North Korean Human Rights After the Six Party Talks
Recorded on April 19, 2007
Location: The Heritage Foundation's Lehrman Auditorium
North Korea has been cited as one of the world's worst offenders
of human rights. The United States implemented the North
Korean Human Rights Act in 2004 to promote human rights and
increase transparency in humanitarian assistance inside North
Korea. The resumption of Six Party Talks nuclear negotiations
has highlighted the policy nexus between North Korean
denuclearization and progress in Pyongyang's human rights
record. Questions have arisen over the extent to which human
rights should play in the Six Party Talks and whether U.S.
normalization of diplomatic relations with North Korea and its
removal from the list of state-sponsors of terrorism list will be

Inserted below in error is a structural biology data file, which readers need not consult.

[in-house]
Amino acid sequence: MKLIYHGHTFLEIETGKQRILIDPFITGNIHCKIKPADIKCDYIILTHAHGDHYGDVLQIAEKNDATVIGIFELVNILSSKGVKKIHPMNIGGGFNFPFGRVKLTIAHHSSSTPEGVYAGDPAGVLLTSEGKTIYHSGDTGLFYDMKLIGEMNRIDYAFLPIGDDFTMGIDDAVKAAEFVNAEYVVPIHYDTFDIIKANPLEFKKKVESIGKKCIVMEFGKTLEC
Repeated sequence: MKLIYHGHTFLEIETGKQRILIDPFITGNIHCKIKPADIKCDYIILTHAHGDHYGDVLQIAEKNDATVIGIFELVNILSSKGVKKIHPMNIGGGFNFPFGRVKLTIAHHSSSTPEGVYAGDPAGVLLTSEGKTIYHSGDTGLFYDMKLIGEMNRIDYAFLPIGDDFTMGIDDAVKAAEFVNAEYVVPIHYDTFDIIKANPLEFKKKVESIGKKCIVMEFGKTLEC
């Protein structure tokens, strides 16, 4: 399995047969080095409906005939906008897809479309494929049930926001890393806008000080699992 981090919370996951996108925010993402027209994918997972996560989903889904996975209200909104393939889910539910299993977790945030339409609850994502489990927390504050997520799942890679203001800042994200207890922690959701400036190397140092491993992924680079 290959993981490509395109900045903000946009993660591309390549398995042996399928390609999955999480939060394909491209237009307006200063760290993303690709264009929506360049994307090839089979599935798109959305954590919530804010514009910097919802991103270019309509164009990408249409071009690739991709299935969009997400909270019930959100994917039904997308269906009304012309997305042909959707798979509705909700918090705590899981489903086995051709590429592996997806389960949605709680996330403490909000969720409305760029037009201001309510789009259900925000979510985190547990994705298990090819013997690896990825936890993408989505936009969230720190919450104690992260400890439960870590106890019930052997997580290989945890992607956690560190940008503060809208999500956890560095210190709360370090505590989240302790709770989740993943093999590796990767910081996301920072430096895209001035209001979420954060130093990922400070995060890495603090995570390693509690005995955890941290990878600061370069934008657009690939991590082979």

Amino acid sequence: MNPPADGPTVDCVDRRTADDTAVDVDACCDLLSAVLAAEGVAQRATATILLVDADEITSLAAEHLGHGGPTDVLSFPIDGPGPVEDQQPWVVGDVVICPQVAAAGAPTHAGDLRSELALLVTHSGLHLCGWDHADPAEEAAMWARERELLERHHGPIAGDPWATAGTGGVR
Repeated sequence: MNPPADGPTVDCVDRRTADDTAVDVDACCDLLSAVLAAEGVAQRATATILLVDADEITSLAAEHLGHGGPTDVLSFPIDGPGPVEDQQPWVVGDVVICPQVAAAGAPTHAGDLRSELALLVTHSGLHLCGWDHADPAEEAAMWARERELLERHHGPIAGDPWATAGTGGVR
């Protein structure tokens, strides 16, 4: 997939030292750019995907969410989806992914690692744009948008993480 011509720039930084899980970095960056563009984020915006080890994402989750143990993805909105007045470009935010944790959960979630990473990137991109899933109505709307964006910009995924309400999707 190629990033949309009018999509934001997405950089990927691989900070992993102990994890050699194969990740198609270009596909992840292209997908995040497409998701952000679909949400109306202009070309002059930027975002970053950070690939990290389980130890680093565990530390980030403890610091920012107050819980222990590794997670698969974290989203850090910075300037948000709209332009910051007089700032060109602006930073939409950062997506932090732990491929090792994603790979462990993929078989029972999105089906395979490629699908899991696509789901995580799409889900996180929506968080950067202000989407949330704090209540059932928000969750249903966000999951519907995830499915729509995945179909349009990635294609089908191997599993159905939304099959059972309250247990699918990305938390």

contingent on progress in human rights.
Jay Lefkowitz, appointed by President George W. Bush as Special
Envoy for North Korean Human Rights, will address U.S. strategy to
improve North Korea's human rights record and its impact on the Six
Party Talks. Mr. Lefkowitz previously served as Deputy
Assistant to the President for Domestic Policy and General Counsel
in the Office of Management and Budget. He has also served as
a member of the U.S. delegation to the United Nations Human Rights
Commission in Geneva, Switzerland.